David Fair: Well, you mentioned again, that Girls Group serves over 1000 young girls, and you would like to serve more. We know about 30% of low-income students or students of color will not graduate from high school and, as you mentioned, continues the cycle of poverty and feeds into other negative societal issues. How many more students could you help? I mean, do you have another 1000 kids that could use your help?
Sue Schooner: Yes, absolutely. At this point, you know, we're very selective about who we work with because we can't serve everyone. But the reality is that so many people need Girls Group. I mean, I realized that I had certain privileges, but there were so many things socially and emotionally that were lacking in my growing up, and it would have made such a difference in my life. So, right now, we're focused on the students who need us most desperately. But this is a time where young people are facing so much social anxiety and so much stress, and there are large amounts of girls and young women who would like our support.
David Fair: So, you mentioned that, again, this started 20 years ago. And the girls you were working with back in 2003 are 32 years old now and have gone on--many have gone on--to college and successful lives. Do they come back? Do they share their stories with the students of today, so that these students do see the success that is possible?
Sue Schooner: Yes, they do. I think one of the most amazing things that I've seen over the years is how much the older girls want to mentor and want to give back. So, they see how Girls Group made a difference in their lives. And so, not only do they mentor younger Girls Group participants, but they mentor their siblings and other kids in the neighborhood and their cousins. So, it's just something that grows and grows and grows. And it's really powerful.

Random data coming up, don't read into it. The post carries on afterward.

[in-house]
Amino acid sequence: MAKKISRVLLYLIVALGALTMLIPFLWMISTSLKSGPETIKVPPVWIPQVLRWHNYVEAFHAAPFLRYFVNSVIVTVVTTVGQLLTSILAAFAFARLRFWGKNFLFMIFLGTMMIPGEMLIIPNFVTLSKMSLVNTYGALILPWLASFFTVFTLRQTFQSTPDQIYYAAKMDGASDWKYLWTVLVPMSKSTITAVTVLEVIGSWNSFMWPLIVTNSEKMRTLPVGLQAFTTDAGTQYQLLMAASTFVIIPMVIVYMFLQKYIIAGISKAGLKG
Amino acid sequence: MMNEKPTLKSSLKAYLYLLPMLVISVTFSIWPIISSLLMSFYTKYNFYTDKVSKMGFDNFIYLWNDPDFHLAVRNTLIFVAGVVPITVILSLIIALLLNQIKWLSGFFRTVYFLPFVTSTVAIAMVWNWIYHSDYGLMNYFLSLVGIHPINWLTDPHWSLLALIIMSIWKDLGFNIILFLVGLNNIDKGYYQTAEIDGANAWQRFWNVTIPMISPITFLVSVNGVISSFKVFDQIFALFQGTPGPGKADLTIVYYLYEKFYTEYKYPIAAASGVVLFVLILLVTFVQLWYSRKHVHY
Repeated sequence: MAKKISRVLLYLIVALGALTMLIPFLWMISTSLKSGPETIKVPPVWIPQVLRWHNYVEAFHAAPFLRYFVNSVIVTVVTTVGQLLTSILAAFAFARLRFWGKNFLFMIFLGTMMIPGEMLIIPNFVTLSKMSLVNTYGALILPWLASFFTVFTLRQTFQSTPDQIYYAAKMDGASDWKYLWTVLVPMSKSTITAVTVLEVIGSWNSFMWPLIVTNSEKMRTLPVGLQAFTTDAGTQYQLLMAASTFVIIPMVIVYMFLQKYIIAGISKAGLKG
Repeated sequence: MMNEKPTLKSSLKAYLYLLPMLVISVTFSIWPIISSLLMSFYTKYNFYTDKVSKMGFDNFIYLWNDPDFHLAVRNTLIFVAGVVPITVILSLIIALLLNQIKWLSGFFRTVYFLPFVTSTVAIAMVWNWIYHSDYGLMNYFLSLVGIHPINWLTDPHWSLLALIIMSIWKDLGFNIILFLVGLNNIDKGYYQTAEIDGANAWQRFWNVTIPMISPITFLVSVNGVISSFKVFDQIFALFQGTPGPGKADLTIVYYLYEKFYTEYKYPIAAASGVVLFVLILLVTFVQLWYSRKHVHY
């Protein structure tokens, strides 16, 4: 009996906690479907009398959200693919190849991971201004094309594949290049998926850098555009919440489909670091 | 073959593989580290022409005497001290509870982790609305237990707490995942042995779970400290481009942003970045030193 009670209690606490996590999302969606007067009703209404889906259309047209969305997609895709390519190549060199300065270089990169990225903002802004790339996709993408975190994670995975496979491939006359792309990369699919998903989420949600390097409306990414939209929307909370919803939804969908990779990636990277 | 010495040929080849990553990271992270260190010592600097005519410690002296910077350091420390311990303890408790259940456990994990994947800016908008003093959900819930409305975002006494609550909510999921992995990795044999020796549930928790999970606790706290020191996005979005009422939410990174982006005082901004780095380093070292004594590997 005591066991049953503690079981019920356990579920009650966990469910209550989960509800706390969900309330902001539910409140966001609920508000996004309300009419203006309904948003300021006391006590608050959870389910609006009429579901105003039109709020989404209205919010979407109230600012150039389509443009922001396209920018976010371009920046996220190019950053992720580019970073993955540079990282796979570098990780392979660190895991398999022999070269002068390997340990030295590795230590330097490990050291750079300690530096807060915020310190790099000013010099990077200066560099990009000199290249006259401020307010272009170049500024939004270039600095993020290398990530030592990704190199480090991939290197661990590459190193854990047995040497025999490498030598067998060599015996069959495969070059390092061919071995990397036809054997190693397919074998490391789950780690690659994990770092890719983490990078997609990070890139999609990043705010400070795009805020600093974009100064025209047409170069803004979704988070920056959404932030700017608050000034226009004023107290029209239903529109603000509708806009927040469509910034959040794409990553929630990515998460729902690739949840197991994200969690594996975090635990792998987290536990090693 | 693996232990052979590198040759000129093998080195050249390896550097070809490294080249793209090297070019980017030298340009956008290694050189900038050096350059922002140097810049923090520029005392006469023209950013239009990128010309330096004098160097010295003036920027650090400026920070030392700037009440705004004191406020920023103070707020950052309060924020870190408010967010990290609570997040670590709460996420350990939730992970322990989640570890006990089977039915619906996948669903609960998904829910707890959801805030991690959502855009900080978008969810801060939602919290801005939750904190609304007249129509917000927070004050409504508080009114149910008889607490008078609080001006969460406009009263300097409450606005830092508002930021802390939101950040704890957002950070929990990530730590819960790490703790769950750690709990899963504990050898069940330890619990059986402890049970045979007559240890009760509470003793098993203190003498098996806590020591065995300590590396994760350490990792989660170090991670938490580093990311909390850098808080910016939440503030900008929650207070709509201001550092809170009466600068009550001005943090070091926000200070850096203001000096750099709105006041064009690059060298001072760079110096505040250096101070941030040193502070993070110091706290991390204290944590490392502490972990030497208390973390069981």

David Fair: Well, I'd like to thank you for taking time to talk with me today, Sue. And congratulations on 20 years of making a difference.
Sue Schooner: Thanks so much. I really appreciate you.
David Fair: That is Sue Schooner. She is founder and executive director of Girls Group in Washtenaw County, helping us to look back at 20 years of service to young women in our community. If you'd like more information on the work Girls Group is doing today and moving forward, visit our website at WEMU dot org. We'll also include the link for registration to the Girls Group 20th annual fundraiser this Saturday from 10 a.m. until noon at the Morris Lawrence Building on the Washtenaw Community College campus. Washtenaw United is produced in partnership with the United Way for Southeastern Michigan. And you hear it every Monday. I'm David Fair, and this is your community NPR station, 89 one WEMU FM Ypsilanti.
Girls Group has been a long-time partner of United Way, who strives to empower and help economically disadvantaged girls in Washtenaw County achieve academic success and career stability.
From November 2021 - June 2022, Girls Group received a $20,000 award from United Way’s COVID-19 Recovery Fund— a one-time support to meet pandemic-related needs of ALICE (Asset-Limited, Income-Constrained and Employed) households --those that earn more than the Federal Poverty Level, but less than the basic cost of living.
Girls Group is also a current recipient of the 2022 Community Impact Fund—which supports solutions that mitigate and disrupt the intersectional impacts of poverty, racism, and trauma, in Washtenaw County. The organization has received an award of $37,500 for unrestricted general operating support.
WEMU has partnered with the United Way for Southeastern Michigan to explore the people, organizations, and institutions creating opportunity and equity in our area. And, as part of this ongoing series, you’ll also hear from the people benefiting and growing from the investments being made in the areas of our community where there are gaps in available services. It is a community voice. It is 'Washtenaw United.'